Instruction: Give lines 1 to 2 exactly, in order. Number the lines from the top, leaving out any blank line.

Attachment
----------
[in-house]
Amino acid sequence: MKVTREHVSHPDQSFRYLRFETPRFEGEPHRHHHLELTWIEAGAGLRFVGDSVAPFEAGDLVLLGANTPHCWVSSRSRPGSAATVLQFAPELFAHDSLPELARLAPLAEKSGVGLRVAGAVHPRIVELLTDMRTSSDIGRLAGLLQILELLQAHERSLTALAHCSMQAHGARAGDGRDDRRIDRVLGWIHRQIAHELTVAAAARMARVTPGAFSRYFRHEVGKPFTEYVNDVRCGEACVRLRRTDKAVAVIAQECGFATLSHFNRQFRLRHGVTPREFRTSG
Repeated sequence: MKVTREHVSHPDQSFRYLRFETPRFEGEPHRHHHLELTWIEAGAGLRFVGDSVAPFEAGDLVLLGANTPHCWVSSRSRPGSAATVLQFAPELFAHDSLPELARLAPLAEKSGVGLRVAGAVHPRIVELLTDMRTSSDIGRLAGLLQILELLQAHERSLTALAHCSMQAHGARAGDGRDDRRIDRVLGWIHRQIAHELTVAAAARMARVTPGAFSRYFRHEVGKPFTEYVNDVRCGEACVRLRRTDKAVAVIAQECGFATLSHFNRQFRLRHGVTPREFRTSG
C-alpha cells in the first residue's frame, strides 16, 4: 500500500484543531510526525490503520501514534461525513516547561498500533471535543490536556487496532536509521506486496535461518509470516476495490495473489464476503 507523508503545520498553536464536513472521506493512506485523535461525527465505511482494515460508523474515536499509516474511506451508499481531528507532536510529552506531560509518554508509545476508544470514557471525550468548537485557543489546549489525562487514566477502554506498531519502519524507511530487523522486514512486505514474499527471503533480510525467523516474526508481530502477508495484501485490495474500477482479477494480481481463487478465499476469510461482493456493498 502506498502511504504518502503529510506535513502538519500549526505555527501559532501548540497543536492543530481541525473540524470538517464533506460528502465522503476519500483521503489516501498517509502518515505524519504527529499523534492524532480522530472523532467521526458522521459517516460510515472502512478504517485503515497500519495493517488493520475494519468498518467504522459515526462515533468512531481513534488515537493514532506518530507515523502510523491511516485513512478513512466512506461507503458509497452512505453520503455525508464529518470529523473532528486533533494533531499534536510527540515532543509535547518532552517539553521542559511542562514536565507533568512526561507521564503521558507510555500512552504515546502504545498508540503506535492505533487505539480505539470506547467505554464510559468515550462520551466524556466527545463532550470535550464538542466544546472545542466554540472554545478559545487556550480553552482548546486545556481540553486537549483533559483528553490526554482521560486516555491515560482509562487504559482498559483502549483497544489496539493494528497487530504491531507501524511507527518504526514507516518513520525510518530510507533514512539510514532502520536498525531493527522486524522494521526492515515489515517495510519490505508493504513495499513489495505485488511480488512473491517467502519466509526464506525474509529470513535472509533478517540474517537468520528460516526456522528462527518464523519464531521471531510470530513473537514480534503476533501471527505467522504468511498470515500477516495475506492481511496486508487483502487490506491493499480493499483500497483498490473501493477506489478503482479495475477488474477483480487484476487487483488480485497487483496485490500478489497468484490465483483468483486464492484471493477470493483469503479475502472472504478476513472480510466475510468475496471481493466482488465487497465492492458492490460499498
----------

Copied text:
[in-house]
Amino acid sequence: MKVTREHVSHPDQSFRYLRFETPRFEGEPHRHHHLELTWIEAGAGLRFVGDSVAPFEAGDLVLLGANTPHCWVSSRSRPGSAATVLQFAPELFAHDSLPELARLAPLAEKSGVGLRVAGAVHPRIVELLTDMRTSSDIGRLAGLLQILELLQAHERSLTALAHCSMQAHGARAGDGRDDRRIDRVLGWIHRQIAHELTVAAAARMARVTPGAFSRYFRHEVGKPFTEYVNDVRCGEACVRLRRTDKAVAVIAQECGFATLSHFNRQFRLRHGVTPREFRTSG